Holding on through the winds of change

Strong winds aren't comfortable, but sometimes they blow in just what is needed.

Strong winds might be destructive, but sometimes the things they take down needed to be destroyed. (Jenny Schlecht / Agweek)

In the past few weeks, we’ve had to tie or hold down everything important, lest it blow away in the wind. Wind is nothing new in central North Dakota, nor much of the region, but the wind of late has been unrelenting, with 50 mph gusts continuing day or night. Days with 20 mph winds have seemed calm by comparison. It’s been a rare day where the trees were still and we felt like we could catch a breath.

It’s not, of course, just the winds that have been pervasive and unrelenting. The world at large seems to be getting blown through crisis after crisis. I’ve felt again and again in recent months that the best way to get through was just to find something to hold onto.

Funny thing about wind, though — sometimes it blows in just what you need.

For the past year, conditions around my area have been horribly wet. Until recent weeks, the sump pump in our basement has run almost constantly, a steady rhythm of trickling water followed by a whirring engine. Tractors stuck in fields and old crops left unharvested have been common sights, as have roads inundated with water. Our backyard felt like a sponge.

Now, quite suddenly, at least on our farm, the ground has dried up, firmed up and returned closer to normal. The weather pattern had shifted to less wet than what we had dealt with for the past year, but it took those tremendous, frustrating winds to finish the job.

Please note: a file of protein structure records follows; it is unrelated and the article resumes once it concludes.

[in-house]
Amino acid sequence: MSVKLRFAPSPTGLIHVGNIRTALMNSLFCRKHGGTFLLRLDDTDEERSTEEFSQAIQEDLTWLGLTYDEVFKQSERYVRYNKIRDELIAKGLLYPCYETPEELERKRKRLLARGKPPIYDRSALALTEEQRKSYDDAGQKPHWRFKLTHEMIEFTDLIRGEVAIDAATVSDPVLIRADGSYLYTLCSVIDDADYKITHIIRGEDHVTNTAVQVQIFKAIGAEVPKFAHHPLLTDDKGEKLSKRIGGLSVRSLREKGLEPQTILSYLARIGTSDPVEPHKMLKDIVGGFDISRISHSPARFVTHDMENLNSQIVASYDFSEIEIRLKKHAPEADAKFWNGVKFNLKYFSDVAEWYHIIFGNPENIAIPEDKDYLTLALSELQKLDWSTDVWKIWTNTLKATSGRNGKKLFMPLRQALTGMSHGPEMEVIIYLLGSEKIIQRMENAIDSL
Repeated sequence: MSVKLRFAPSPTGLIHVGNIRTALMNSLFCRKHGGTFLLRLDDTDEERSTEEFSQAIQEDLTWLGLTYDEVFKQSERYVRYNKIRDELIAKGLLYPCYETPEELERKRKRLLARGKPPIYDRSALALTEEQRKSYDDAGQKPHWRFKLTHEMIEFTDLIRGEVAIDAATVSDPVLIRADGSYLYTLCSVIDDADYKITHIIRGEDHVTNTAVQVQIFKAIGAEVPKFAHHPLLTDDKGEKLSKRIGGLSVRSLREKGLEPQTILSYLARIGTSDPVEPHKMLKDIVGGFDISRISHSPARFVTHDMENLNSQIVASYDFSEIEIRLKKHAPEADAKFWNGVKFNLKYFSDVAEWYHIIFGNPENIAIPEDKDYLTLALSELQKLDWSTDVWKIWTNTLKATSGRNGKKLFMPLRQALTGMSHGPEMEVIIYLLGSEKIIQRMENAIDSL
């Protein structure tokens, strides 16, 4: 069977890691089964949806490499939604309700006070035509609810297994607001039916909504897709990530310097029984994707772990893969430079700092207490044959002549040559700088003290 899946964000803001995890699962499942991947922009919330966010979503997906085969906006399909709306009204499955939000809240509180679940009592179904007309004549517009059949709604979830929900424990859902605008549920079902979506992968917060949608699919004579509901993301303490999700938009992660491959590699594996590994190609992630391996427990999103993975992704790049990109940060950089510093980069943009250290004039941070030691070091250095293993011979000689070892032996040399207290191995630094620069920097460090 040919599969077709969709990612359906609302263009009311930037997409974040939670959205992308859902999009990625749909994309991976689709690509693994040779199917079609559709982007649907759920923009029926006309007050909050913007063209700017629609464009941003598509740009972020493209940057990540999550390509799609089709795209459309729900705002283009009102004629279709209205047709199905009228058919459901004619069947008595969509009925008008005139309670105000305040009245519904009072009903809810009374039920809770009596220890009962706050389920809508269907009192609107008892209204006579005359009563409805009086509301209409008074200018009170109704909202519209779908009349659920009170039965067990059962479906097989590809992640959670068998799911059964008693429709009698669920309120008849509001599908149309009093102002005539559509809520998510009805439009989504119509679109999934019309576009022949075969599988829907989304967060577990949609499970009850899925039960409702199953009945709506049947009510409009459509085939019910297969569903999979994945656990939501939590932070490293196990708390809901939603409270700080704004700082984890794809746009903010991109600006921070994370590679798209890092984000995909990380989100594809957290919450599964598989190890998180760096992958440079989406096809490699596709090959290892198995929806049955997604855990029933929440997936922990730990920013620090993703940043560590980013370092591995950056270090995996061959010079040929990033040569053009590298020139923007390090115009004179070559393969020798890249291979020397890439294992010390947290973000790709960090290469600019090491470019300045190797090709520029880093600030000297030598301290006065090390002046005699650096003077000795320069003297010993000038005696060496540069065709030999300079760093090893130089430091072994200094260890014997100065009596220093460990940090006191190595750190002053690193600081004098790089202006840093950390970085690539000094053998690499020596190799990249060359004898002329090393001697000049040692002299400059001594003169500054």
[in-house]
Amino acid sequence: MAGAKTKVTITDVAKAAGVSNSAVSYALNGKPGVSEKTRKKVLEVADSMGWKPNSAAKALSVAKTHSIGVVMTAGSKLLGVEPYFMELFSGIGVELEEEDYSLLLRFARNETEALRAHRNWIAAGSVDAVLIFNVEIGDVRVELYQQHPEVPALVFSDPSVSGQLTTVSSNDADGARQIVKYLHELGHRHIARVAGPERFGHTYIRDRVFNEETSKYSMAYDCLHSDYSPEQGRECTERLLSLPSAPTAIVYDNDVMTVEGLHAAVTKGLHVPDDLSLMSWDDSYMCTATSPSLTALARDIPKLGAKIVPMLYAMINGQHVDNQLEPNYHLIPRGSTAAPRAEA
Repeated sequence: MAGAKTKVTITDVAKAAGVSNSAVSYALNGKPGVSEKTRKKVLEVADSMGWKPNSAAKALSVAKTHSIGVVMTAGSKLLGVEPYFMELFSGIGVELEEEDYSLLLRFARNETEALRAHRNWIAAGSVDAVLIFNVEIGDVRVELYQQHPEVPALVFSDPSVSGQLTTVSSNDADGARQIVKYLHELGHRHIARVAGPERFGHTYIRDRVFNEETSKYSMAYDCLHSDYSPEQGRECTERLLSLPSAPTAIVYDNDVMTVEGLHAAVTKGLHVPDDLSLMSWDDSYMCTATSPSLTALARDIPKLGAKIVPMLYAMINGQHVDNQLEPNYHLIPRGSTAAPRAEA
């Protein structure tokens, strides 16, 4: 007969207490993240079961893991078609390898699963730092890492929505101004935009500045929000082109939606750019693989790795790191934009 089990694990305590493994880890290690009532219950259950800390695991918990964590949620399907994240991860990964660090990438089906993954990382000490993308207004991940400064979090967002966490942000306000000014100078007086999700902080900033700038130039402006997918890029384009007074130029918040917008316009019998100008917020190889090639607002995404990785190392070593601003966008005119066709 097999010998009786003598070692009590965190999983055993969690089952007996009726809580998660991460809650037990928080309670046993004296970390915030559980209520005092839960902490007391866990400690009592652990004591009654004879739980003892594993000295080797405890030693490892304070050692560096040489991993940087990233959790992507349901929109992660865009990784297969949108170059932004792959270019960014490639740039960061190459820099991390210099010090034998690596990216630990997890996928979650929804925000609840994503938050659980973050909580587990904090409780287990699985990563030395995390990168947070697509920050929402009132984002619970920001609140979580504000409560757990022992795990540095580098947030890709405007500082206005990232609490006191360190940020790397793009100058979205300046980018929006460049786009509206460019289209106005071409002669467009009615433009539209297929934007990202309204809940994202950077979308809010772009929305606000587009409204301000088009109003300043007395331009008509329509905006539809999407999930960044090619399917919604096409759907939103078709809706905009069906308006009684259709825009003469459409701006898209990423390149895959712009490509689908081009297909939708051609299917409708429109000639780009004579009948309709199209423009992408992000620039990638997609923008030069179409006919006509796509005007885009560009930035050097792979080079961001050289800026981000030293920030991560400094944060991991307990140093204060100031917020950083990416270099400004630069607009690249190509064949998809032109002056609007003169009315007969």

What we’re left with is far from perfect. The wind causes damage, like downed trees and power lines, and it hasn’t been easy on the crops, animals or humans who have had to endure it. There’s garbage to be picked up and things to be fixed. Plus, the ground in the fields now is bordering on too dry after months of too wet.

But it was only months ago that I heard people say that a drought would be preferable to the constant deluge of moisture. Plus, some of the trees that came down in the gusts were old and dead and past their time; no one had time to cut them down. The winds provided what everyone said they needed, even if what they needed didn’t get delivered quite the way anyone would have chosen.

I can’t help but think it’ll be the same with the winds of change blowing through society right now. The winds of virus and death and protest and unrest continue to topple things we’ve grown used to. We’re all holding on, waiting for it to end — waiting for things to go back to normal.

But things are never in the same place after a strong wind. Things move and bend and change. And, like our recent gusts through central North Dakota, it isn’t always bad. Sometimes things have to change. And sometimes that change needs to come faster than is comfortable.

Maybe the winds we’re all experiencing now will blow in a better world, with more thought given to how protecting one of us protects all of us and more concern about everyone getting a fair shake. Maybe it will topple some old things that no one was willing to knock down. We may have things to clean up when the wind calms down, but that just gives us a chance to make things better.

Around here, we know the wind is never gone for long. The calm times never seem to last. The best thing we can do is make sure the things that are truly important are protected and accept that the winds will change things that need to be changed.

Jenny Schlecht is Agweek's content manager. She lives on a farm and ranch in Medina, N.D., with her husband and two daughters. She can be reached at or 701-595-0425.

Jenny Schlecht is the director of ag content for Agweek and serves as editor of Agweek, Sugarbeet Grower and BeanGrower. She lives on a farm and ranch near Medina, North Dakota, with her husband and two daughters. You can reach her at or 701-595-0425.
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